Description: 24th Battalion (Kooyong Regiment) – Brass Collar Badge Pair – 1930 to 1942

Maker’s Name: N/A

Condition: Very Good

Comments: 24th Battalion (Kooyong Regiment) – Brass Collar Badge Pair – 1930 to 1942. Complete with 2 lugs.

Guaranteed to be 100% genuine. Now scarce and highly desirable and worn during the 1930s.

After the First World War the defence of the Australian mainland lay with the part-time soldiers of the Citizens Military Force, otherwise know as the Militia. The Militia was organized to maintain the structure of the First AIF and kept the same numerical designations. These Militia units were also distributed in the same areas that had raised the original AIF units. Consequently, Militia units were also known by the name of their shire. Thus, Victoria’s 24th Infantry Battalion was the “Kooyong Regiment”, headquartered in Surrey Hills in Melbourne. The battalion had training establishments in Camberwell, Box Hill, Upper Hawthorn, and Ringwood. A company was also formed at Belgrave with detachments at Ferntree Gully and Lilydale. In June 1939 the 24th was merged with the 39th Infantry Battalion, forming the 24th/39th Infantry Battalion. Along with the 37th and 52nd Battalions, the 24th/39th was part of the 10th Brigade of the 3rd Division.

With the outbreak of the Second World War, the 24th/39th held a number of training camps, first at Trawool and then, from December 1940 and throughout 1941, at Nagambie Road, north of Seymour in Central Victoria. In February 1941 the 24th/39th split and reverted to again being two separate battalions. The 39th went to the newly formed 30th Brigade.

In May 1942 the 24th was transferred to Queensland where it undertook further training. In September the 10th Brigade was disbanded and the 24th joined the 57th/60th and 58th/59th Battalions of the 15th Brigade.

After years of training, the 3rd Division moved to New Guinea in 1943. The first group from the 24th sailed to Port Moresby in February, while the last group arrived in April. The division’s destination was the Lae-Salamaua front. At the end of April the 24th was flown to Wau to join the Kanga Force. The rest of the 15th Brigade followed, with the 58th/59th arriving at the end of May and the 57th/60th in mid-June. The brigade covered a vast track of jungle. The 58th/59th faced the Japanese positions along Bobudi Ridge, while the 24th defend the Wampit Valley against Japanese infiltrators from Bulolo. The 24th also protected the airstrips at Bulwa and Zenag. The 57th/60th did not participate in the assault on Salamaua but was instead sent to protect the American airbase at Tsili Tsili.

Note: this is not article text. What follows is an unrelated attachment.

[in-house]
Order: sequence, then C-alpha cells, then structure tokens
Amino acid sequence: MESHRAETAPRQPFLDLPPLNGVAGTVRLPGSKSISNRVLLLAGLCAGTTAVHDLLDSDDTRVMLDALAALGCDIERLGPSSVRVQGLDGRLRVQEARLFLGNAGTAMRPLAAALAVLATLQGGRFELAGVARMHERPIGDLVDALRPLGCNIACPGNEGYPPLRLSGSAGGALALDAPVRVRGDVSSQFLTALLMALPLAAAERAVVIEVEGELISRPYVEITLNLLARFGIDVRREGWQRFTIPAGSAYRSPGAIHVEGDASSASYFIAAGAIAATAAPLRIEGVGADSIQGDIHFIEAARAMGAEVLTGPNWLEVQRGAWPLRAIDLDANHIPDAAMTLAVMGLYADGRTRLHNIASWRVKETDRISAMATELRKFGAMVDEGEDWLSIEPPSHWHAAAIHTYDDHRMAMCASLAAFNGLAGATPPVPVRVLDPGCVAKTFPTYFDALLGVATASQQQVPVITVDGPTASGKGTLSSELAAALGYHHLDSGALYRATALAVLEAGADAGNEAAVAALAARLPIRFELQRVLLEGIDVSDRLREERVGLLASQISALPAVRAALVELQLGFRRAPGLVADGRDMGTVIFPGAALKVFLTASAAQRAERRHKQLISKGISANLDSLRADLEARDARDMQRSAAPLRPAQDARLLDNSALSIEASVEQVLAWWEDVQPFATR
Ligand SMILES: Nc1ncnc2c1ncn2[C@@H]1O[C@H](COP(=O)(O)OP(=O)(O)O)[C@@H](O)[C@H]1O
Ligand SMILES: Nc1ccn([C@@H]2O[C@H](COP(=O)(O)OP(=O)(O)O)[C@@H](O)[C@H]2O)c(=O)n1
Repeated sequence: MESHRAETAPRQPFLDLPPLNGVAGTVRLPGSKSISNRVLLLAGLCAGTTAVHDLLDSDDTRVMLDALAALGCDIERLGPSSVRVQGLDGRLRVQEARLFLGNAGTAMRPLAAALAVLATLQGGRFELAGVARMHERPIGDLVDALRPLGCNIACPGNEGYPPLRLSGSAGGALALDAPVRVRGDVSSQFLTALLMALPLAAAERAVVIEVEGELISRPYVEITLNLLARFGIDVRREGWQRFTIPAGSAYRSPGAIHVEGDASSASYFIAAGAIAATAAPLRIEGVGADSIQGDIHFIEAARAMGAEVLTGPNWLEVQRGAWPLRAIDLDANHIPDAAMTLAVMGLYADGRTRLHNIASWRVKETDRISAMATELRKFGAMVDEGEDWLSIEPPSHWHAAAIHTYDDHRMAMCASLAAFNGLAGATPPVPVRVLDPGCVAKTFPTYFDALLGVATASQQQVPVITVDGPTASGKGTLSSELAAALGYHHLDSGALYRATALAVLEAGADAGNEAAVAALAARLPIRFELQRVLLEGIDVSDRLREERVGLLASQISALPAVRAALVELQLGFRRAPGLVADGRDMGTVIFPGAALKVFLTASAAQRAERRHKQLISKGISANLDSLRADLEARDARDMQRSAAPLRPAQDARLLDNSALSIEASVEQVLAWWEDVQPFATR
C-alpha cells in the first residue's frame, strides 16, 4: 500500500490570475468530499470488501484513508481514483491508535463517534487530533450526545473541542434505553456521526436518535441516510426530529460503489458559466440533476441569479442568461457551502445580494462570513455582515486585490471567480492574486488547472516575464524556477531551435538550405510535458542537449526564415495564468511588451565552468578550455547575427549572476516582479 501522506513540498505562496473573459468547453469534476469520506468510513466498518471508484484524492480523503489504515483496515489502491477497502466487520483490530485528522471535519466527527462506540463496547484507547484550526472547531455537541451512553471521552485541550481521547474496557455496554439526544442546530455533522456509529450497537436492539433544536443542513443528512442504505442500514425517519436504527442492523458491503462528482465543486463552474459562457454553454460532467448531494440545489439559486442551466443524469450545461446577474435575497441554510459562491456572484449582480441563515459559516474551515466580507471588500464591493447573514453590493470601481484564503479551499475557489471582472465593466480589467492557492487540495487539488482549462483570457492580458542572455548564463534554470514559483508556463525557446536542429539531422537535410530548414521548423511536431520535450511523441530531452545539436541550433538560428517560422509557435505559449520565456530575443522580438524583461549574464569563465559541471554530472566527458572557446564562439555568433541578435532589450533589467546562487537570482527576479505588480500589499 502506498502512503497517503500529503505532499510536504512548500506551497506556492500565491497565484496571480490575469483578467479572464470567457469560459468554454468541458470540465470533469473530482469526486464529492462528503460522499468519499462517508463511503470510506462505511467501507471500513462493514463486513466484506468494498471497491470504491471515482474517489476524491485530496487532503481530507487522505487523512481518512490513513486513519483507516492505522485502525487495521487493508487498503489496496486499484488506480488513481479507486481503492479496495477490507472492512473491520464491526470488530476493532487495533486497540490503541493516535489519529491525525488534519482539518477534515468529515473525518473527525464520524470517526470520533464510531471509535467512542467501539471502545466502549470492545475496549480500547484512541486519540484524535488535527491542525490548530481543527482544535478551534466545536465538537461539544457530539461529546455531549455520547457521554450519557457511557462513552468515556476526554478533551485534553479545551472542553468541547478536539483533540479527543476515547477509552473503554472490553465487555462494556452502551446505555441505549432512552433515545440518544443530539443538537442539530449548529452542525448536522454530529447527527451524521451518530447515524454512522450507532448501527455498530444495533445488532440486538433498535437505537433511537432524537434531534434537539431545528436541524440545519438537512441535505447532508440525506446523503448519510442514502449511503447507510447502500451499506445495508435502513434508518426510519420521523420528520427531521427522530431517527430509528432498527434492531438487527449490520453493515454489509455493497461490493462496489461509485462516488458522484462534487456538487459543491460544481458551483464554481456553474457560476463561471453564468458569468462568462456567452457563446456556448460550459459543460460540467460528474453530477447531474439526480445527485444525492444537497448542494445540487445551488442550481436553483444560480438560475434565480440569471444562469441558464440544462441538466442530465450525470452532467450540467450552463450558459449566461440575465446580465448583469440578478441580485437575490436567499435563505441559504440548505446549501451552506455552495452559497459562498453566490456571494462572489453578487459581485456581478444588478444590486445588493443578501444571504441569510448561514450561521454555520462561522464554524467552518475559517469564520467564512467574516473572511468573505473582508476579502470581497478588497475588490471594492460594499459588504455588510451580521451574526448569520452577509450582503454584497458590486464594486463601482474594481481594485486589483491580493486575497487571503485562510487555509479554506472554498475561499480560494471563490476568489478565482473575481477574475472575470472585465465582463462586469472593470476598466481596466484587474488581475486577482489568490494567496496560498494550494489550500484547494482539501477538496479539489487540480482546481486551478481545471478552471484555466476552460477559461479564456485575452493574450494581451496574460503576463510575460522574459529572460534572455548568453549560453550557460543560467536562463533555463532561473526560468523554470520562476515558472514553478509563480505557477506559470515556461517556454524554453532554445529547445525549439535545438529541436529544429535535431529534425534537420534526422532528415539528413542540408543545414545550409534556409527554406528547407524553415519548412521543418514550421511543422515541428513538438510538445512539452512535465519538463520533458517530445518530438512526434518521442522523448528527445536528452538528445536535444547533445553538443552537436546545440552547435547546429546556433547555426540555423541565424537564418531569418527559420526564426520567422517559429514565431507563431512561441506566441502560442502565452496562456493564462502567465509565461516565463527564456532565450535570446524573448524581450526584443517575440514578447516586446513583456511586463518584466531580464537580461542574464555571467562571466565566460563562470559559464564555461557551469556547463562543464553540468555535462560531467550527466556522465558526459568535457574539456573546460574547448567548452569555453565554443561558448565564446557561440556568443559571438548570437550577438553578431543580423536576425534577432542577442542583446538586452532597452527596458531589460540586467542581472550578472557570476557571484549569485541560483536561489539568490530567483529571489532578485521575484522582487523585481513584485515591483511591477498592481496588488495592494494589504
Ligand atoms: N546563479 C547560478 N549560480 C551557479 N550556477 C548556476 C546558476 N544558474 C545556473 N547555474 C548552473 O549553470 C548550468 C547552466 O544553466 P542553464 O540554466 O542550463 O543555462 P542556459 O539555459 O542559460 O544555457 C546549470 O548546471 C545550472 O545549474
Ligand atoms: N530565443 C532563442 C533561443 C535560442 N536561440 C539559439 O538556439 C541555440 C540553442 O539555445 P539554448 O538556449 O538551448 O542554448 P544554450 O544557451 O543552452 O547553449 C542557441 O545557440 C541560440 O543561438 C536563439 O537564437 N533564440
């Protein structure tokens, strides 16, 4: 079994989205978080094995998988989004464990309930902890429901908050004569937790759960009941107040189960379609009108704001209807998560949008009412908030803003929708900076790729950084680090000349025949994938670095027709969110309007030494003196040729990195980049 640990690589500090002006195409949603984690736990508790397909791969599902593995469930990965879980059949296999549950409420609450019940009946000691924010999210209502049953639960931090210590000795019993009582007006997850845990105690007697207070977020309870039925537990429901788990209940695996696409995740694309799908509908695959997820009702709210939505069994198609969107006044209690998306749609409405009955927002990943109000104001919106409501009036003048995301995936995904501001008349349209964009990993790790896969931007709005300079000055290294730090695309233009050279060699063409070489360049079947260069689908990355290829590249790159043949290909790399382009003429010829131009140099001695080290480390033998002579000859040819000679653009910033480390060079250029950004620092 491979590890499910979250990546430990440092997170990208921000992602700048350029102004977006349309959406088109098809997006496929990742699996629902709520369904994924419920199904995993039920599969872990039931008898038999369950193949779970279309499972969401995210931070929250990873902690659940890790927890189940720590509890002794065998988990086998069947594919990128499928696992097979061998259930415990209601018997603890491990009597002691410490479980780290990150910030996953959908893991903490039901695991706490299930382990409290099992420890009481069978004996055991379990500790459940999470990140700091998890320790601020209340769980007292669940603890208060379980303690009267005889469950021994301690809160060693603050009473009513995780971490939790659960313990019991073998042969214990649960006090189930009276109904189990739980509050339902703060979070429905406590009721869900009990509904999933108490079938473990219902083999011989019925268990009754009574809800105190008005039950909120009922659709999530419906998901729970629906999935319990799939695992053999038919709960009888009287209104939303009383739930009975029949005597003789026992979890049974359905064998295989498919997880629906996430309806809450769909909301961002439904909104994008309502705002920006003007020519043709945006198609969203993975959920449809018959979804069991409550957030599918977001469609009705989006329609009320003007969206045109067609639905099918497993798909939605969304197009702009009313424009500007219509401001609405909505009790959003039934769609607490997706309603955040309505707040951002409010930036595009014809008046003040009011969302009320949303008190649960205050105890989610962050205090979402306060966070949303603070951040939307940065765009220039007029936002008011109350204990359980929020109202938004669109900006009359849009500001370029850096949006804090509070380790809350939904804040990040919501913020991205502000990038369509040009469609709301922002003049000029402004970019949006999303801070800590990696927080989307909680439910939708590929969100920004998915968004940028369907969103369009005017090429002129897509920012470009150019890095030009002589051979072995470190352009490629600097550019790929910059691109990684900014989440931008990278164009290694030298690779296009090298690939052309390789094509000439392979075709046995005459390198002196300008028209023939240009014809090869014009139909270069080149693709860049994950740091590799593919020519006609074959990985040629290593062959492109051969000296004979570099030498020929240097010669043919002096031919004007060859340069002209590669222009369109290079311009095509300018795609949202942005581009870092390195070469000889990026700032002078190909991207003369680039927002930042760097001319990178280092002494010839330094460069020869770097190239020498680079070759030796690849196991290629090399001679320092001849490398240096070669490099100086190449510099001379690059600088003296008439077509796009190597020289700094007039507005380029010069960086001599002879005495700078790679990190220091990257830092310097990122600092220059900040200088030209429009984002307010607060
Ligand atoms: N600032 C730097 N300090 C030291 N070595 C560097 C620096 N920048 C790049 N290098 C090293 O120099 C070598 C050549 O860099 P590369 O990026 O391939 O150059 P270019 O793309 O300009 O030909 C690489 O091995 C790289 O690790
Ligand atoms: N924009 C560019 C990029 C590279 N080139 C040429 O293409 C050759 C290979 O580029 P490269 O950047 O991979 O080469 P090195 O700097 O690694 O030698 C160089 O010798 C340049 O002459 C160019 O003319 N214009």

On 4 September the Allied offensive against Lae began. In support of this attack and in order to confuse the Japanese, the 24th patrolled from the Wampit Valley towards the Markham River. Lae fell to the Australians on 16 September, while Salamaua had been occupied on 11 September. However, there was little respite for the 24th, as it moved to Nadzab in October.

In early 1944 the 15th Brigade returned to the front, this time to Dumpu in the Ramu Valley, under the command of the 7th Division. The brigade supported the clearing of the Ramu Valley and the advance on Madang, which was captured on 24 April. After all most a year-and-a-half in New Guinea, the 15th Brigade finally returned to Australia in August. Gavin Long later commented that with its extensive service, the brigade had marched over more of New Guinea than any other Allied formation.

After some leave, the brigade regrouped in the Atherton Tablelands in Queensland in October. Unlike many other units, though, theirs was only a brief stay. The 3rd Division had already moved to Bougainville and the brigade followed.

In Bougainville’s Southern Sector, the 15th Brigade took over from the 7th Brigade in mid-April 1945. In order to continue the Australian advance to Buin, the 15th Brigade advanced on a two-battalion front. One battalion followed the Commando Road, known as the North axis, while the other battalion followed the Buin Road, the South axis. Taking up a position at Kero Creek, the 24th was in the lead, with the 58th/89th behind at Barara. On 17 April the 24th opened the brigade’s attack by crossing Dawe’s Creek. Although shelled regularly and withstanding a Japanese counter-attack at Sindou Creek, by 7 May the 24th had reached the Hongoria River. The 57th/60th, moving along the Commando Road, also reached the river. The 24th was then joined by the 58th/59th. During the “battle of the rivers” both battalions advanced along the Buin Road until they reached the Mivo River at the end of June. The 15th Brigade was relieved by the 29th Brigade on 1 July.

With the war over, the ranks of the 24th thinned, as men were discharged or transferred. On 3 December the 24th sailed for Australia on the transport Canberra and arrived at Townsville on 7 December. The battalion was disbanded on 19th January 1946.